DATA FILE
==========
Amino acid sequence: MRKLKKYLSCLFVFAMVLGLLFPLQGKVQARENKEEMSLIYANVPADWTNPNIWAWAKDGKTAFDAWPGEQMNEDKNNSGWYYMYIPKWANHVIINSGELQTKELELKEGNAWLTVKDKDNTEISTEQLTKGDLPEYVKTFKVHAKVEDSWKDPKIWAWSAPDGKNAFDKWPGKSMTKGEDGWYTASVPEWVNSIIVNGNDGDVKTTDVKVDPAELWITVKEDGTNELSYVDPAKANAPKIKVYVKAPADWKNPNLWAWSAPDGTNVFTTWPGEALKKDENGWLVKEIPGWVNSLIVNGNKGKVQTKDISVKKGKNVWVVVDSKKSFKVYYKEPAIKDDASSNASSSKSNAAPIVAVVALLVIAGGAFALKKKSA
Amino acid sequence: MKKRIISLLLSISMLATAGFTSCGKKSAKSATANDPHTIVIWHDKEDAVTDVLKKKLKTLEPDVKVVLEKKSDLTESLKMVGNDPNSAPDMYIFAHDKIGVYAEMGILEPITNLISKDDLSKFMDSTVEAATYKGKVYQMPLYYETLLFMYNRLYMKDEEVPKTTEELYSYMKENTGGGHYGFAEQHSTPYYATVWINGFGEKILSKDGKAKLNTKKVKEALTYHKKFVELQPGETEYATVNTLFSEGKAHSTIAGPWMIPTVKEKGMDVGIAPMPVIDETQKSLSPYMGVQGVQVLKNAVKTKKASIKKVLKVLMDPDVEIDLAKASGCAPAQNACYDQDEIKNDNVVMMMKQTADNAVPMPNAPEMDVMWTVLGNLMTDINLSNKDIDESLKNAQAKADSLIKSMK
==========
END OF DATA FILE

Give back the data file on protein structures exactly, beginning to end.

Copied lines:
Amino acid sequence: MRKLKKYLSCLFVFAMVLGLLFPLQGKVQARENKEEMSLIYANVPADWTNPNIWAWAKDGKTAFDAWPGEQMNEDKNNSGWYYMYIPKWANHVIINSGELQTKELELKEGNAWLTVKDKDNTEISTEQLTKGDLPEYVKTFKVHAKVEDSWKDPKIWAWSAPDGKNAFDKWPGKSMTKGEDGWYTASVPEWVNSIIVNGNDGDVKTTDVKVDPAELWITVKEDGTNELSYVDPAKANAPKIKVYVKAPADWKNPNLWAWSAPDGTNVFTTWPGEALKKDENGWLVKEIPGWVNSLIVNGNKGKVQTKDISVKKGKNVWVVVDSKKSFKVYYKEPAIKDDASSNASSSKSNAAPIVAVVALLVIAGGAFALKKKSA
Amino acid sequence: MKKRIISLLLSISMLATAGFTSCGKKSAKSATANDPHTIVIWHDKEDAVTDVLKKKLKTLEPDVKVVLEKKSDLTESLKMVGNDPNSAPDMYIFAHDKIGVYAEMGILEPITNLISKDDLSKFMDSTVEAATYKGKVYQMPLYYETLLFMYNRLYMKDEEVPKTTEELYSYMKENTGGGHYGFAEQHSTPYYATVWINGFGEKILSKDGKAKLNTKKVKEALTYHKKFVELQPGETEYATVNTLFSEGKAHSTIAGPWMIPTVKEKGMDVGIAPMPVIDETQKSLSPYMGVQGVQVLKNAVKTKKASIKKVLKVLMDPDVEIDLAKASGCAPAQNACYDQDEIKNDNVVMMMKQTADNAVPMPNAPEMDVMWTVLGNLMTDINLSNKDIDESLKNAQAKADSLIKSMK